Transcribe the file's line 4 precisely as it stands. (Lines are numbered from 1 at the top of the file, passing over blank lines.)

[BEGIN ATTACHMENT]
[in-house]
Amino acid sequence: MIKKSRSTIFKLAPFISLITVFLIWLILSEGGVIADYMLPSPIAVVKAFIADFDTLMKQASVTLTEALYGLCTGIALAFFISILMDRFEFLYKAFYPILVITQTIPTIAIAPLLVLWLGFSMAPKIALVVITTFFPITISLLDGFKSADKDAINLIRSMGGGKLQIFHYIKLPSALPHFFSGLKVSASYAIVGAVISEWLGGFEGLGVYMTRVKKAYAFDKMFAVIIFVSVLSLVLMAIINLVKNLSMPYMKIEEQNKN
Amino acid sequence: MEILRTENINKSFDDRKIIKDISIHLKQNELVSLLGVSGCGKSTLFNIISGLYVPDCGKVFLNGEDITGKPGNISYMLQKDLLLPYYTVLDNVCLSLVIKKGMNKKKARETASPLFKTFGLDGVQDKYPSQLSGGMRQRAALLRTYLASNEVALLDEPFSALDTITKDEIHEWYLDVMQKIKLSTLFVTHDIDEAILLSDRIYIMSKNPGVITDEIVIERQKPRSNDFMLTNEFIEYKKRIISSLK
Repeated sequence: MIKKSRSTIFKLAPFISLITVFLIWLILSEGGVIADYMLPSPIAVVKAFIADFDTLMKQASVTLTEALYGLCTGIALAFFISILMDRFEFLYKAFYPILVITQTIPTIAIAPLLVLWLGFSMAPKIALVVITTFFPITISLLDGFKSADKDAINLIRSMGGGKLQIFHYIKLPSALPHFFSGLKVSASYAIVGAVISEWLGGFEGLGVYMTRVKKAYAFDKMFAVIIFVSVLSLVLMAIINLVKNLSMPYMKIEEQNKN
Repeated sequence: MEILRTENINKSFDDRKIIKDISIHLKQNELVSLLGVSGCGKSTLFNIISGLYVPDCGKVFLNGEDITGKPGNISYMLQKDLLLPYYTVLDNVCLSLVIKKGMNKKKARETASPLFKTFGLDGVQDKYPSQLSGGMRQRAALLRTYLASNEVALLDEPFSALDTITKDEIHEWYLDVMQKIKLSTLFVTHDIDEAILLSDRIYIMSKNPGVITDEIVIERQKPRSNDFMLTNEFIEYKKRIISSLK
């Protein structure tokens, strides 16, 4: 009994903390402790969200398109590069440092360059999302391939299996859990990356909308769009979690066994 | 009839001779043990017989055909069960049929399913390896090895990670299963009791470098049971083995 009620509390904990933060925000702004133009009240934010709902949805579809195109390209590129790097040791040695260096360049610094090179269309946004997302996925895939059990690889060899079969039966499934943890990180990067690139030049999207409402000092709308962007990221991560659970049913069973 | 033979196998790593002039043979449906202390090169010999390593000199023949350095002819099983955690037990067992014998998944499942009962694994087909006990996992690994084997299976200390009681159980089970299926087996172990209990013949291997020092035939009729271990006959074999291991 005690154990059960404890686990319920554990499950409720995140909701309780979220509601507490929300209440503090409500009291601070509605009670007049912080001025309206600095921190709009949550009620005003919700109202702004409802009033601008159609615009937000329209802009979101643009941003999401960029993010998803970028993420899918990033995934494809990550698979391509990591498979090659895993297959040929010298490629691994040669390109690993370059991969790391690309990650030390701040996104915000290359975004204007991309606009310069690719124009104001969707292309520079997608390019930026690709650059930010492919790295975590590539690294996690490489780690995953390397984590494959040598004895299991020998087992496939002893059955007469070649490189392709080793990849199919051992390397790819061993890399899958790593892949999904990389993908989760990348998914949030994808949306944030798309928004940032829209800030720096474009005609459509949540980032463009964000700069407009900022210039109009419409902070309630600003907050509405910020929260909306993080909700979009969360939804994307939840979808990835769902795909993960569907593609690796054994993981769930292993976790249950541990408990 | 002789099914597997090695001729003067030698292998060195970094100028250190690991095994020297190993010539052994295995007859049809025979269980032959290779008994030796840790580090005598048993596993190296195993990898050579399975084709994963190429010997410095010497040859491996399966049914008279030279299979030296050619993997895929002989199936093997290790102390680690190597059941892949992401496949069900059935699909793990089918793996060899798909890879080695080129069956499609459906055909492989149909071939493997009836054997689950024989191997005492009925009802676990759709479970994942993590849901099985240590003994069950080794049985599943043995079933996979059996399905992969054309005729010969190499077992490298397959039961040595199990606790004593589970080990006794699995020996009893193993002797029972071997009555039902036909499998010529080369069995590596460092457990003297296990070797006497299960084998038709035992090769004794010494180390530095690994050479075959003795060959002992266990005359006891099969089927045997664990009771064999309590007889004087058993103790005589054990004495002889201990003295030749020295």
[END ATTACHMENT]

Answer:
Repeated sequence: MIKKSRSTIFKLAPFISLITVFLIWLILSEGGVIADYMLPSPIAVVKAFIADFDTLMKQASVTLTEALYGLCTGIALAFFISILMDRFEFLYKAFYPILVITQTIPTIAIAPLLVLWLGFSMAPKIALVVITTFFPITISLLDGFKSADKDAINLIRSMGGGKLQIFHYIKLPSALPHFFSGLKVSASYAIVGAVISEWLGGFEGLGVYMTRVKKAYAFDKMFAVIIFVSVLSLVLMAIINLVKNLSMPYMKIEEQNKN